The big news in Krakow’s Jewish community last year didn’t make the news.
A young Jewish couple got married. The bride and groom, typical of Polish Jews in their twenties, had been raised without a Jewish education; they eventually discovered their Jewish identities, learned about Judaism and decided they wanted to lead observant lives. Their closest friends came to the wedding, a modest affair, with Rabbi Michael Schudrich, the country’s chief rabbi, serving as mesader kiddushin.
The wedding did not make headlines, inside or outside of Poland. Ten or twenty years ago, an Orthodox wedding of two Polish Jews in Poland would have been remarkable.
Today, two decades after the Solidarity movement in Gdansk set in motion the stirrings of freedom that brought down Communism in Eastern Europe and the Soviet Union, Jewish lifecycle events conducted according to Jewish tradition are “far more normal than they were five years ago,” says Rabbi Schudrich.
A native of Long Island who has worked in Poland since 1990, first as the representative of the Ronald S.Lauder Foundation, now as chief rabbi, Rabbi Schudrich has seen the growth of Jewish life here and the emergence of a small but dedicated Orthodox community. Which, by definition in a country where the practice of Judaism was once punishable under atheistic Communism, means a ba’al teshuvah movement.
Anyone who keeps any mitzvot in contemporary Poland is automatically a ba’al teshuvah, a former tinok shenishbah,and, ironically, often a convert– many young Jews who find out that they have “Jewish roots” also find out that they may not be halachically Jewish. If they desire to lead full Jewishlives, they choose to undergo a completeor symbolic geirut (that is, immersion in a mikvah, a pledge to lead an observant lifestyle, and for men, a brit milah as well).
On the eve of 5771, the number of Polish Jews who are “full-fledged”frum ba’alei teshuvah according to Western ba’al teshuvah standards probably totals a couple dozen families, Rabbi Schudrich says. But, he says, there are many more who “are keeping more mitzvot than they did a few months ago. The Yiddishe neshamah doesn’t go away.”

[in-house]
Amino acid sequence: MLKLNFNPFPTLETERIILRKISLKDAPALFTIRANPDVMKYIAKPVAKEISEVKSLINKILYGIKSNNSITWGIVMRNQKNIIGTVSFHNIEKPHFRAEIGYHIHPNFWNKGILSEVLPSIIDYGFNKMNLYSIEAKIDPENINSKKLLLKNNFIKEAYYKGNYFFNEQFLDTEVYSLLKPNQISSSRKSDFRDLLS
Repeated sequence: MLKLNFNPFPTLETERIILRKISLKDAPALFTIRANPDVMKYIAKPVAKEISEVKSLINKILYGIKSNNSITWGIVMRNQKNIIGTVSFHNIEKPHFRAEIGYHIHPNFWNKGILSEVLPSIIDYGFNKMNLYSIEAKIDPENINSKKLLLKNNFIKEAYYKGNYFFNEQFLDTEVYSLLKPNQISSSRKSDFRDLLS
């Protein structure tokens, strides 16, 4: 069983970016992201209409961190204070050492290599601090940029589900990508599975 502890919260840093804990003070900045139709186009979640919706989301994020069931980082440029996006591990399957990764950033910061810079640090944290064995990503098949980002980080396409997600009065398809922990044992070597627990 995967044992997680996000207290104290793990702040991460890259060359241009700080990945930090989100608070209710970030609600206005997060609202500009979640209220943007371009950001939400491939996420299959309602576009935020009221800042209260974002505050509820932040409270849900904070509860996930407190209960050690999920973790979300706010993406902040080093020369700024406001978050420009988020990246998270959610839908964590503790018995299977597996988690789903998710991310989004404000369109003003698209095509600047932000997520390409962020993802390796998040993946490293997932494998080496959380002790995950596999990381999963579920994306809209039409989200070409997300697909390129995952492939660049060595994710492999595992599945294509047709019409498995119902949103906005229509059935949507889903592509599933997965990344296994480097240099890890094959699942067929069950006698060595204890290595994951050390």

More Polish Jews are going to synagogue, keeping Shabbat and kashrut, putting mezuzot on their doors, and using the country’s few mikvaot.
How many Polish Jews were davening, eating kosher or keeping Shabbat when Rabbi Schudrich first arrived in Poland? “Zero, zero and zero,” he says.
The rabbi has documented the phenomenon of unknown Jews, from Communist or Catholic backgrounds, coming out of the woodwork, the older ones comfortable identifying themselves when the danger had passed, the younger ones investigating Judaism when their true background is revealed upon parents’ and grandparents’ deathbed confessions. It’s still happening, though not as frequently as in the immediate post-Communist days.
Sometimes, subtle clues cause Poles to suspect Jewish blood in their family. Silence when Jewish topics are raised. Unexplained friends or relatives in Israel. Whispering at school.
“I knew I had Jewish roots. It wasn’t important,” says Michal Samet, from Gdansk, who learned officially that he is a Jew sixteen years ago. He visited Israel, felt at home in places like Bnei Brak and Meah Shearim and studied at a yeshivah. Today, he leads his hometown’s small Jewish community.
“I always suspected–” says Maciej Pawlak, from Szczecin, who, when his suspicions were confirmed, decided to study at Yeshiva University. The first Polish-born rabbi since the Shoah, Rabbi Pawlak is principal of the Lauder-Morasha School, a Jewish day school in Warsaw founded by the Ronald S. Lauder Foundation.
Sometimes, when Poles find out they are Jews, they have little or no warning.
“It was a shock,” says Pawel Bramson, from Warsaw. Bramson’s wife turned up documents that showed both of them were Jewish. Bramson may be Poland’s most-celebrated ba’al teshuvah. He was an anti-Semitic skinhead. Today, with a beard and black hat, he works as a mashgiach and shochet. “I’m doing teshuvah all the time,” he says.
Likewise, says Marcin Dudek- Lewin, from a town in northern Poland. His grandmother told him, at ten, that he is Jewish. He moved to Warsaw, studied with Rabbi Schudrich, and decided to become shomer mitzvot. “My soul spoke to me,” he says.
“I didn’t even know there was a synagogue in Poland,” says Beate Shulman, from Krakow, whose mother remarked in passing that their family is Jewish. Her subsequent study of Chassidism intrigued her. She became active in the Jewish community, and then became a ba’alat teshuvah.
As elsewhere, Poland’s ba’alei teshuvah tend to adopt a religious lifestyle in their twenties and thirties, the time of self-identity choices.
As elsewhere, they range in style and affiliation, from Modern Orthodox to Chassidic, some simply calling themselves “observant.”